MRC Human Genetics Unit
Medical Research Council Human Genetics Unit

Research reveals Orkney link to BRCA1 gene

One in 100 people who have grandparents from Orkney have a gene variant that causes a higher risk of developing breast and ovarian cancer, study shows: March 2023

IGC Sequencing Facility
Sequencing Facility at the Institute of Genetics and Cancer

Published in the European Journal of Human Genetics, leading geneticists from the MRC Human Genetics Unit, Usher Institute and the University of Aberdeen have linked a variant in the gene BRCA1 to a historic origin in Westray, Orkney.

Currently in Scotland, a test is available to those who know of a direct family connection to the gene or have a history of ovarian or breast cancer in their family.

Now planning is underway for a small pilot trial organised by NHS Grampian and funded by local cancer charity Friends of ANCHOR, that will offer testing for the gene variant to anyone living in Westray with a Westray-born grandparent, regardless of a family history.

If the pilot is successful, the long-term aim is to offer the test to everyone in Scotland with a Westray-born grandparent who wants it. 

Most breast and ovarian cancers happen due to chance damage to genes. However, some cases are caused in part by inherited alterations which increase the chances that women will get one or both of these conditions. One of the most common of these predisposing genes is BRCA1.

Around one in 1,000 women across the UK have a BRCA1 variant giving them a high lifetime chance of developing breast cancer and ovarian cancer.

Over many years, the North of Scotland NHS genetics clinic team found the same specific single variant in the BRCA1 gene repeatedly in women from Orkney with breast and/or ovarian cancer. The genetics team used clinical genealogy to show that the patients with the variant linked into one large family with an origin in the Orkney outer isle of Westray.

University of Edinburgh scientists, funded by the Medical Research Council, examined genetic data from more than 2000 volunteers with Orkney grandparents in the Orkney Complex Disease Study (ORCADES). The study is part of Viking Genes (, a project which aims to discover the genes and variants that influence the risk of disease.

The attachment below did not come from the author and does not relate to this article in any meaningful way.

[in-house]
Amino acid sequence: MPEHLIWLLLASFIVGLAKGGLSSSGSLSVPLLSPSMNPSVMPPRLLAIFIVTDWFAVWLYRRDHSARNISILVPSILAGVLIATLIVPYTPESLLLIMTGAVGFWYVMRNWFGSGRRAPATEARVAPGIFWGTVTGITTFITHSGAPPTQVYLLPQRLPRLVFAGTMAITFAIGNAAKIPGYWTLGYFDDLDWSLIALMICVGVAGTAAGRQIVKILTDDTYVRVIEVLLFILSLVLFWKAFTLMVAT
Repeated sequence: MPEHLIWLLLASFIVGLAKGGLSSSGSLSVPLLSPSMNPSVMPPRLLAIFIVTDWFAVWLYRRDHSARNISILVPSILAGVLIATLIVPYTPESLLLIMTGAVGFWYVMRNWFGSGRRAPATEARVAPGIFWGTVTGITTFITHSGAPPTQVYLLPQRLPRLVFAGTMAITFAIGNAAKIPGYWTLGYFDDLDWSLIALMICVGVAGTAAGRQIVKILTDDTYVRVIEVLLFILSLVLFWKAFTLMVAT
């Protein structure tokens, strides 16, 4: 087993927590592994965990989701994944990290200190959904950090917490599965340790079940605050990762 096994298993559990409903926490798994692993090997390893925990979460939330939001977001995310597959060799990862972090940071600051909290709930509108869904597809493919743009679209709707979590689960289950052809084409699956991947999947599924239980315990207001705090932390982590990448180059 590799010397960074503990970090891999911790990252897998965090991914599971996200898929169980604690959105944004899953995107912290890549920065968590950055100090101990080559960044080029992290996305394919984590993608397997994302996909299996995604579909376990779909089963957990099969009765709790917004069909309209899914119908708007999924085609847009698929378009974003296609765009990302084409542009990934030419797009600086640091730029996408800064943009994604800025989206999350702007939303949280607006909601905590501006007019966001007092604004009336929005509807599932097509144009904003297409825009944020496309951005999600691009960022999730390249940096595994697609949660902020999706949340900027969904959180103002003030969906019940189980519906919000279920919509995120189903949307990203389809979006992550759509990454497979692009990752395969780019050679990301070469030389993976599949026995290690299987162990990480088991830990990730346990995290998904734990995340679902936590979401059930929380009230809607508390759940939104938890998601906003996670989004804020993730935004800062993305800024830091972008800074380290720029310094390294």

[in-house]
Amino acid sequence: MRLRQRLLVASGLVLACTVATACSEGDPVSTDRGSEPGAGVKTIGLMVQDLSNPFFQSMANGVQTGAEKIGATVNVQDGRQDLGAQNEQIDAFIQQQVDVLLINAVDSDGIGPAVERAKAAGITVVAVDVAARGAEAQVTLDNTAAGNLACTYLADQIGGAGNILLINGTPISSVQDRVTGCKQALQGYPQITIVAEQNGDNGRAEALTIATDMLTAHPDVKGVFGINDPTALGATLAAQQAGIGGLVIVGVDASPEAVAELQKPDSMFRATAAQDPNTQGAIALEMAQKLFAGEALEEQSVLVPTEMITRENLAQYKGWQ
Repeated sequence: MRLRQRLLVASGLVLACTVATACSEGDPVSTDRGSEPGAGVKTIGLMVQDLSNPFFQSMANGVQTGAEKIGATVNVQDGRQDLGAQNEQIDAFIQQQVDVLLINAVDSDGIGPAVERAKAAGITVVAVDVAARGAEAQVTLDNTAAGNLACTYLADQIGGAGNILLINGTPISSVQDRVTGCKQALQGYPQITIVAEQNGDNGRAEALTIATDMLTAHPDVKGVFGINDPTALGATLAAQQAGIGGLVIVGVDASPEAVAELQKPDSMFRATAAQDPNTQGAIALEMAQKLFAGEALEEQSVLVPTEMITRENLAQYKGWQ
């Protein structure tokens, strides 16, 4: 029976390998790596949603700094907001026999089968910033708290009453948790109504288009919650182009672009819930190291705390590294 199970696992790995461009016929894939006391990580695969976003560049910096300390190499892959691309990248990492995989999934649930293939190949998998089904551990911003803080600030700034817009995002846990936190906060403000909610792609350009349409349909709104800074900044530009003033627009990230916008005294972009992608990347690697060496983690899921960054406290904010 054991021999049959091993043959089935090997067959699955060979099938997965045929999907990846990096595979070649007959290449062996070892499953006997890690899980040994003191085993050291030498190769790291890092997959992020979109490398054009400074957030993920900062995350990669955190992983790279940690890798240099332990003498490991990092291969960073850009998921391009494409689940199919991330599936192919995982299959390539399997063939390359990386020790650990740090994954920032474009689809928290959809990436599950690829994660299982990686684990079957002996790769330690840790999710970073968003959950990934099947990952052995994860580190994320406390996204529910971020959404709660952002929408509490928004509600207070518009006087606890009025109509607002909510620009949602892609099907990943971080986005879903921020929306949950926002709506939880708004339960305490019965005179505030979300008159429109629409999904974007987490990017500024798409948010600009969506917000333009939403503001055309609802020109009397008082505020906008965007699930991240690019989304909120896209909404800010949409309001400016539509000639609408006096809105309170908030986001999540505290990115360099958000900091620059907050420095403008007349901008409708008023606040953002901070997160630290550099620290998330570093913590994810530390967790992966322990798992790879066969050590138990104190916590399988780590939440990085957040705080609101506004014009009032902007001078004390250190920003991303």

They found the BRCA1 variant in 1% of men and women with Orkney grandparents. Many of the ORCADES participants with the variant are not closely related to branches of the family identified in the clinic, but all share historic Westray ancestors.

Professor Zosia Miedzybrodzka, Professor of Medical Genetics at the University of Aberdeen, is Director of the NHS North of Scotland Genetic Service based within NHS Grampian in Aberdeen and has run the Orkney genetic clinic for over 20 years.

She said: “Developing cancer is not solely down to carrying the BRCA1 variant alone. There are many complex factors, and some people with gene alterations will not get cancer. However, we know that testing and the right follow-up can save lives.

“Many people who have the gene alteration are unaware of it. As it is hereditary, the gene variant can affect multiple members of families. Risk-reducing surgery, breast screening with MRI and lifestyle advice can all improve health for women with the gene. Men do not need to take any particular action for themselves, but they can pass the gene onto female descendants.”    

The fact that one in a hundred Orcadian women carry a high-risk variant for breast and ovarian cancer highlights the value of population studies such as Viking Genes, without which we would not know this. It is imperative that Scottish island populations are represented in research, to allow equitable delivery of genomic medicine across the country.

Professor Jim WilsonProfessor of Human Genetics, University of Edinburgh

Orcadian Karen Scott was tested for this BRCA1 gene variant following her own cancer diagnosis in 2018. She also works for charity Clan Cancer Support in Kirkwall which provides emotional and practical support to people affected by a cancer diagnosis.

She said: “This important medical finding reflects Orkney’s unique heritage. Having personally taken part in this test, I understand the significance of this research for my family and the Orkney community. We must act on this new knowledge to improve our children’s future.”

Professor Henry Watson, from the pilot’s funding body Friends of ANCHOR said:

“It is clear there is a strong case for offering this targeted testing.   The Friends of ANCHOR committee promptly approved the application for funding so that this programme can be rolled out to the Westray population as soon as possible.”

Professors Miedzybrodzka and Wilson will outline their findings at a special meeting for local residents on Westray on Thursday 16 March.


This paper describes a team effort involving people with a wide range of skills including statistical genetics, data management, lab analysis, genealogy and clinical expertise. The results of our study are of immediate value to the participants who volunteered, unlike much of human genetics research which only has impact many years in the future. It is very satisfying to be able to give something back to individuals and the community.

Dr Shona KerrProject Manager, Viking Genes, MRC Human Genetics Unit